Last week saw the final of the three sessions hosted by the All Party Parliamentary Group on Local Government, focusing on the future of Adult Social Care. It was, in the main, a stilted discussion that was inevitably hamstrung by the continuing delay over the (allegedly) forthcoming White Paper.
Localism remains a strong Coalition theme, yet this is another example of the inept administration holding back any chance of innovation or forward thinking by local authorities. Without that White Paper, and without a framework that is desperately needed to respond to the urgent recommendations of the Dilnot Commission and the Law Commission, local authorities are hardly being best-equipped to improve outcomes for residents in the meantime given the financial and demographic pressures currently being experienced.
Local government commissioners are faced with a dizzying reform agenda, much of which has both anticipated and unexpected implications for local government. Consider for example, the dramatic impact which welfare reform is having on attempts to support people with social care needs to live independently – a significant drop in benefits (Housing Allowance and Disability Living Allowance) means rents are increasingly unviable, with local government picking up the tab for providing an alternative (potentially residential care at a much greater overall cost to the taxpayer). The recent controversies in which some London boroughs have looked to export particularly ‘expensive’ families to alternative local authority areas is just another example of the pressure commissioners are finding themselves under.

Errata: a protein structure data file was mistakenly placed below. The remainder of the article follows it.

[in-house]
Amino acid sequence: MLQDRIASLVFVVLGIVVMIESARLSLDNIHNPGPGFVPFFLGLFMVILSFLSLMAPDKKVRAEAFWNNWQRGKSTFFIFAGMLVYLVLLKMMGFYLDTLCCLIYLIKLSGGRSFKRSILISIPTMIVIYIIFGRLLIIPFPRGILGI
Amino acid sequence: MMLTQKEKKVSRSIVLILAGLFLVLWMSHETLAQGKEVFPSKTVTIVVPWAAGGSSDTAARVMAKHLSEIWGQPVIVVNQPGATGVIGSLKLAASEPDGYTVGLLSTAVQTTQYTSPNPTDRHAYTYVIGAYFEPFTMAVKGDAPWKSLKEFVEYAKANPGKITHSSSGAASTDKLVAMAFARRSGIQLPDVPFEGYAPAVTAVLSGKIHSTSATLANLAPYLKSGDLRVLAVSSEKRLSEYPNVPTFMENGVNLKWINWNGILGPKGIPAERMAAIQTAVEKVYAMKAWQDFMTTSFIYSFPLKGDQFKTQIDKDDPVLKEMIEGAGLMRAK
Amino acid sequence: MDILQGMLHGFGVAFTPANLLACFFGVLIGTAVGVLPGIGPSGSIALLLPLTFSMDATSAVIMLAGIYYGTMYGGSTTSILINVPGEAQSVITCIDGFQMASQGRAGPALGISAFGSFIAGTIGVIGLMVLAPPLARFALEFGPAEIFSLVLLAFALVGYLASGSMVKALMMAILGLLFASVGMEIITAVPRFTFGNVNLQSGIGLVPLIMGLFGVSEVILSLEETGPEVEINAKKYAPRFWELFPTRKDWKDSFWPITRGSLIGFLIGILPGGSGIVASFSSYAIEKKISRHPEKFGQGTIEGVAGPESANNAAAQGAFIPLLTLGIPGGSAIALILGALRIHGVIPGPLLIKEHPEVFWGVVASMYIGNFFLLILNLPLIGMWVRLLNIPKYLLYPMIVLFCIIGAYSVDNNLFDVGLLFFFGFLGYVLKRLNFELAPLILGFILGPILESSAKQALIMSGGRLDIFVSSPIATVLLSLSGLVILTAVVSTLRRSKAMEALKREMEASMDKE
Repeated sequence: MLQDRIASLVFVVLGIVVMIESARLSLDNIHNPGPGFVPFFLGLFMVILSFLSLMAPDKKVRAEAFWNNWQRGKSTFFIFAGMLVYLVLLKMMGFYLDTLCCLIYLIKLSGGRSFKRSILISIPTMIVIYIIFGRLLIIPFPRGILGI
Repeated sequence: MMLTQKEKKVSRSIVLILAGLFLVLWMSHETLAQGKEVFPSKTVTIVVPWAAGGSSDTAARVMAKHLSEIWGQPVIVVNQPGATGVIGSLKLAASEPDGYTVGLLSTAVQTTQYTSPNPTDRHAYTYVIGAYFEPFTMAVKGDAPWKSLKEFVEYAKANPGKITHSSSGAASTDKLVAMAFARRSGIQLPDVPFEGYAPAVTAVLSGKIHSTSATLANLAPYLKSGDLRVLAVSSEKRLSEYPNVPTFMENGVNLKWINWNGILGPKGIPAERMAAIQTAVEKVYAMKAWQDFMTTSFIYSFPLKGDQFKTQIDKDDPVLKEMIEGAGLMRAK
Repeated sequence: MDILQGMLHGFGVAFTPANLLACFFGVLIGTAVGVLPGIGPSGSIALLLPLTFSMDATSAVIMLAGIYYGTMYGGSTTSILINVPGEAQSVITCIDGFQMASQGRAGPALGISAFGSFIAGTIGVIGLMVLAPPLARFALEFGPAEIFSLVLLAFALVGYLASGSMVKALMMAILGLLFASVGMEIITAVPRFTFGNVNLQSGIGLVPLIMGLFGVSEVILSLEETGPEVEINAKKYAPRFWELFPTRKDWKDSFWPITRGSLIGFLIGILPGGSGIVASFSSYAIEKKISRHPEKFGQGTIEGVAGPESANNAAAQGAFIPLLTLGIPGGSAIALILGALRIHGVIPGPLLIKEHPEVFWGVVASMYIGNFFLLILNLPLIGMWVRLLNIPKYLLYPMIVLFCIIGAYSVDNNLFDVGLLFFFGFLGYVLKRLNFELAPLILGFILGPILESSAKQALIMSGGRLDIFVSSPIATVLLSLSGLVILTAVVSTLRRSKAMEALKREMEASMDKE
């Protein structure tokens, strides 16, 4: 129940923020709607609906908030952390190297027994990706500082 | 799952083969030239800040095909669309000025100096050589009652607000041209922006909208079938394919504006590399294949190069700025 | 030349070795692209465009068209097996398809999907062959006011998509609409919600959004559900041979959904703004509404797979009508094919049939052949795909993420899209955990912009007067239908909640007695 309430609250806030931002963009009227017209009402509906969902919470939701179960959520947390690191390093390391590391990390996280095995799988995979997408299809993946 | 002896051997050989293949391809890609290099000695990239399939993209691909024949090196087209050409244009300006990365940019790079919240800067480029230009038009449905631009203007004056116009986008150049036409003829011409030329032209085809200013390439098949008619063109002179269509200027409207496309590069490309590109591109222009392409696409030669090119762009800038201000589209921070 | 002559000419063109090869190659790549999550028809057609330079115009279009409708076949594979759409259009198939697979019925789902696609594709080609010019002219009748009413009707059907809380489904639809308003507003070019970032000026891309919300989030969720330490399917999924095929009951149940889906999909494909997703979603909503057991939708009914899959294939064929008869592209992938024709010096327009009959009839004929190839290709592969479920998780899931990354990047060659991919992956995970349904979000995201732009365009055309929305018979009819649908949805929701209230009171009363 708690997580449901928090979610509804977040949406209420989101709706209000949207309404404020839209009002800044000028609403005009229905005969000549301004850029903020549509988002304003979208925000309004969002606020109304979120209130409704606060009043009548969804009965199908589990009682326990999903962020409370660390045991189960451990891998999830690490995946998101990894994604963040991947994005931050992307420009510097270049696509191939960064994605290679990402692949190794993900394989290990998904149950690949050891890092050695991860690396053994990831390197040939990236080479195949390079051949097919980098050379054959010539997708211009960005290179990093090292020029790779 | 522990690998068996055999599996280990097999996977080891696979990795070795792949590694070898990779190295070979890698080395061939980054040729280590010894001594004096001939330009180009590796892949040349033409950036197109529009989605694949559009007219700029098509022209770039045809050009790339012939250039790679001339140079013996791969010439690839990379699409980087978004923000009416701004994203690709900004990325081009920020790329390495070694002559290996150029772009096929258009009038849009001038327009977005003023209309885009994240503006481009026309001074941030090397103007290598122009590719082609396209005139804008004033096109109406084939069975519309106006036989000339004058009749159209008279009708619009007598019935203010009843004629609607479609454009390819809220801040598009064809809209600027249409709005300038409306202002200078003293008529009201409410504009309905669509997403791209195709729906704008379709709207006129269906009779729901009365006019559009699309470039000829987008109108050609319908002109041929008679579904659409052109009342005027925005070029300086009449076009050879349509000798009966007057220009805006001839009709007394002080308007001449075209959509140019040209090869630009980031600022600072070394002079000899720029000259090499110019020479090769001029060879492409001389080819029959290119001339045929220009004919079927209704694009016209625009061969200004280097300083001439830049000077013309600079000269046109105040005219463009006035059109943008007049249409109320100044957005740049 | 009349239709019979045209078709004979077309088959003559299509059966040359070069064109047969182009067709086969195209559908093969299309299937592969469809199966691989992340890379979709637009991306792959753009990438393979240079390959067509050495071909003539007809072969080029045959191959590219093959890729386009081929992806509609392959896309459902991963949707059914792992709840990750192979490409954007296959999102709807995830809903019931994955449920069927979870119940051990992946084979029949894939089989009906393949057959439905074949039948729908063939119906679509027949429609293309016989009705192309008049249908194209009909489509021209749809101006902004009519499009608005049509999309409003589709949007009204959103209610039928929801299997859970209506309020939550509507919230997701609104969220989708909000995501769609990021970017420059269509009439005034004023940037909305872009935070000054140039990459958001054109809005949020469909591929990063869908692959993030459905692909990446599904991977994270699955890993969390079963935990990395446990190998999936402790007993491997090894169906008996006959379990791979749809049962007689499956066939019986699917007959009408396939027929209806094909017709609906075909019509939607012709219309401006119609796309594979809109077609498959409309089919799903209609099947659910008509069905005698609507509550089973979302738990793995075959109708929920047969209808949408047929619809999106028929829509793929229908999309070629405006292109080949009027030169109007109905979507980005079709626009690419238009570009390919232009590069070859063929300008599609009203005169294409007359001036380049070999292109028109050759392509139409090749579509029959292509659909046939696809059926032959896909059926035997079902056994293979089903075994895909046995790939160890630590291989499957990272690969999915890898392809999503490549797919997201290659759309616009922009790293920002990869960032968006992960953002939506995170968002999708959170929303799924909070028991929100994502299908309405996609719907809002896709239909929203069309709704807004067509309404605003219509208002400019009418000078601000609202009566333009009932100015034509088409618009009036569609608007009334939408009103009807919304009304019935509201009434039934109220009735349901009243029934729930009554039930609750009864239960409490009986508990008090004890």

At the same time, local government is being expected to ‘step up to the plate’ (Stephen Dorrell speaking at last week’s APPG session) in influencing NHS services following the Health and Social Care Act. Dorrell is of course correct in asserting that this is a terrific opportunity for local authorities to lead efforts in creating a more efficient ‘whole economy’ system of health and social care. However, this scale of integration is an intimidating challenge given the chaos instigated by the Health and Social Care Act and an utter lack of vision or impetus for reform of social care. We don’t yet know how social care will be made sustainable. We don’t yet know what will be expected of local government in accomplishing this – either through funding or point of delivery. ‘Stepping up to the plate’ blindfolded and with one hand tied is unlikely to be a successful endeavour.
Worryingly, there is speculation that any White Paper will be half-hearted – delaying any significant legislation until the next Parliament. This is perhaps understandable given the political heat currently being experienced by the Coalition administration. Reforming adult social care will be expensive and potentially unpalatable politically. But it will be a vital piece of the puzzle if the wider reform agenda is to be anything other than an incoherent mess.